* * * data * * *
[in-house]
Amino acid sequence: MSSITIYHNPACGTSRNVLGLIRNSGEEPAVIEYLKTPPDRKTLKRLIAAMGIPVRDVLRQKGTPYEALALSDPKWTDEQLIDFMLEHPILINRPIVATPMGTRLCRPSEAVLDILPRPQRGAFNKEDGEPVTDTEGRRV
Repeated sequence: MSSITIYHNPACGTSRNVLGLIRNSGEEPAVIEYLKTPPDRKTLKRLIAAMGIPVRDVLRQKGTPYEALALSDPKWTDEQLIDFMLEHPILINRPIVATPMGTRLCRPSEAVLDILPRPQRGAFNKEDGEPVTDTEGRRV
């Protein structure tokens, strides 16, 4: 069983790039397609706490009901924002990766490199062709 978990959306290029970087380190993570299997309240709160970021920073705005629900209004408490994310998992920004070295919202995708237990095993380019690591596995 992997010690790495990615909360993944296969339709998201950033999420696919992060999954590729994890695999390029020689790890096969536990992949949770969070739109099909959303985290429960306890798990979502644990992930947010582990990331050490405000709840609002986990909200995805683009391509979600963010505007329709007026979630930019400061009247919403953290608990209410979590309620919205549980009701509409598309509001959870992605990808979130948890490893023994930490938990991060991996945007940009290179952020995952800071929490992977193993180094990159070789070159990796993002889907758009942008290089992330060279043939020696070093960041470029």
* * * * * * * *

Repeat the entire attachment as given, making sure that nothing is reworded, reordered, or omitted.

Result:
[in-house]
Amino acid sequence: MSSITIYHNPACGTSRNVLGLIRNSGEEPAVIEYLKTPPDRKTLKRLIAAMGIPVRDVLRQKGTPYEALALSDPKWTDEQLIDFMLEHPILINRPIVATPMGTRLCRPSEAVLDILPRPQRGAFNKEDGEPVTDTEGRRV
Repeated sequence: MSSITIYHNPACGTSRNVLGLIRNSGEEPAVIEYLKTPPDRKTLKRLIAAMGIPVRDVLRQKGTPYEALALSDPKWTDEQLIDFMLEHPILINRPIVATPMGTRLCRPSEAVLDILPRPQRGAFNKEDGEPVTDTEGRRV
């Protein structure tokens, strides 16, 4: 069983790039397609706490009901924002990766490199062709 978990959306290029970087380190993570299997309240709160970021920073705005629900209004408490994310998992920004070295919202995708237990095993380019690591596995 992997010690790495990615909360993944296969339709998201950033999420696919992060999954590729994890695999390029020689790890096969536990992949949770969070739109099909959303985290429960306890798990979502644990992930947010582990990331050490405000709840609002986990909200995805683009391509979600963010505007329709007026979630930019400061009247919403953290608990209410979590309620919205549980009701509409598309509001959870992605990808979130948890490893023994930490938990991060991996945007940009290179952020995952800071929490992977193993180094990159070789070159990796993002889907758009942008290089992330060279043939020696070093960041470029």